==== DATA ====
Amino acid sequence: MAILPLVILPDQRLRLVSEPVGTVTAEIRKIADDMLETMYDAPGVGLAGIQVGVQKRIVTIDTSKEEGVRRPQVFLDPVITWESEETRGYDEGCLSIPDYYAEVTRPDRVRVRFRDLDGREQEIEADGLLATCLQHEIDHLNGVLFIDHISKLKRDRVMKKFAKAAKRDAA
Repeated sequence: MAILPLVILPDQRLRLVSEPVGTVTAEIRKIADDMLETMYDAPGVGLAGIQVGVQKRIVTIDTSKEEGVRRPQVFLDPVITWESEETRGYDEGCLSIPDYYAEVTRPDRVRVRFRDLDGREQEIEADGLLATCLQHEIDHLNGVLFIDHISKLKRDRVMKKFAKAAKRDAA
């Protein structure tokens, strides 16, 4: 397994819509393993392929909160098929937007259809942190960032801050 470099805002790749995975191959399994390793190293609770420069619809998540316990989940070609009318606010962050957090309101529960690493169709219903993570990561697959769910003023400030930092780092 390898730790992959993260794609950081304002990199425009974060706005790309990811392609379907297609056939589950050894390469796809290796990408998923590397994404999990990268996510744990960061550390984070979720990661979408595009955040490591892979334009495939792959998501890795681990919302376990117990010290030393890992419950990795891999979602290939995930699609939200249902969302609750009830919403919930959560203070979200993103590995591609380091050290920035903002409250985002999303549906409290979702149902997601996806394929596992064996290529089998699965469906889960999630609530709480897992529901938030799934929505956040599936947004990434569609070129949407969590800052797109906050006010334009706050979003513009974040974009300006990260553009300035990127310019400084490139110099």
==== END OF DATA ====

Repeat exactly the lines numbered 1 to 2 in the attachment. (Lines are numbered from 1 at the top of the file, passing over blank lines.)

Amino acid sequence: MAILPLVILPDQRLRLVSEPVGTVTAEIRKIADDMLETMYDAPGVGLAGIQVGVQKRIVTIDTSKEEGVRRPQVFLDPVITWESEETRGYDEGCLSIPDYYAEVTRPDRVRVRFRDLDGREQEIEADGLLATCLQHEIDHLNGVLFIDHISKLKRDRVMKKFAKAAKRDAA
Repeated sequence: MAILPLVILPDQRLRLVSEPVGTVTAEIRKIADDMLETMYDAPGVGLAGIQVGVQKRIVTIDTSKEEGVRRPQVFLDPVITWESEETRGYDEGCLSIPDYYAEVTRPDRVRVRFRDLDGREQEIEADGLLATCLQHEIDHLNGVLFIDHISKLKRDRVMKKFAKAAKRDAA